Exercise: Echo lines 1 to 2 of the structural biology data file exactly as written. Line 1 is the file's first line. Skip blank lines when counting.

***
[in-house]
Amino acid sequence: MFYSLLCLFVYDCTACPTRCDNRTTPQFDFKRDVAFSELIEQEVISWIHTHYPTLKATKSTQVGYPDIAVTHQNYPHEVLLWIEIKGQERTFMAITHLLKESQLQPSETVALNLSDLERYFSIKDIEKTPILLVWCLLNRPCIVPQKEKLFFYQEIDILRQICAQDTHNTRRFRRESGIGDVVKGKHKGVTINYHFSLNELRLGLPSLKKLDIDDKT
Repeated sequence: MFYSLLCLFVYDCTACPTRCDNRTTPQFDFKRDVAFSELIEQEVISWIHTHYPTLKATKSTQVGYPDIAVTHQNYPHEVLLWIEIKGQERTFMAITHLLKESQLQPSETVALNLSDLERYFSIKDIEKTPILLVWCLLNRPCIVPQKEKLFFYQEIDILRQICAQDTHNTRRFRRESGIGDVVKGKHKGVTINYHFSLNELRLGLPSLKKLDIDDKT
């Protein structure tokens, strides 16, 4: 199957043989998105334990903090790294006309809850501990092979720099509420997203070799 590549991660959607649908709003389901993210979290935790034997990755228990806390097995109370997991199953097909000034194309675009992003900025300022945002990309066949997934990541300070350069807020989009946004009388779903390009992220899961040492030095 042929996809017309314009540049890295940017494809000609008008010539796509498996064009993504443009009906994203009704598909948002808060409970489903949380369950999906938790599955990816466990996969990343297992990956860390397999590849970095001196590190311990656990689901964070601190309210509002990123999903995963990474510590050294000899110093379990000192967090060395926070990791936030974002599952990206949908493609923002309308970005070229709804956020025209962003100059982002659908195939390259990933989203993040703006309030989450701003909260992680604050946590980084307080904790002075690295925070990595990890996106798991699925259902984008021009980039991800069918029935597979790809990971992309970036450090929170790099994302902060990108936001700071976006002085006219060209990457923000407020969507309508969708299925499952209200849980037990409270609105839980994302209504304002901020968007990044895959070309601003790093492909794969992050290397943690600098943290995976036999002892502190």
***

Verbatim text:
[in-house]
Amino acid sequence: MFYSLLCLFVYDCTACPTRCDNRTTPQFDFKRDVAFSELIEQEVISWIHTHYPTLKATKSTQVGYPDIAVTHQNYPHEVLLWIEIKGQERTFMAITHLLKESQLQPSETVALNLSDLERYFSIKDIEKTPILLVWCLLNRPCIVPQKEKLFFYQEIDILRQICAQDTHNTRRFRRESGIGDVVKGKHKGVTINYHFSLNELRLGLPSLKKLDIDDKT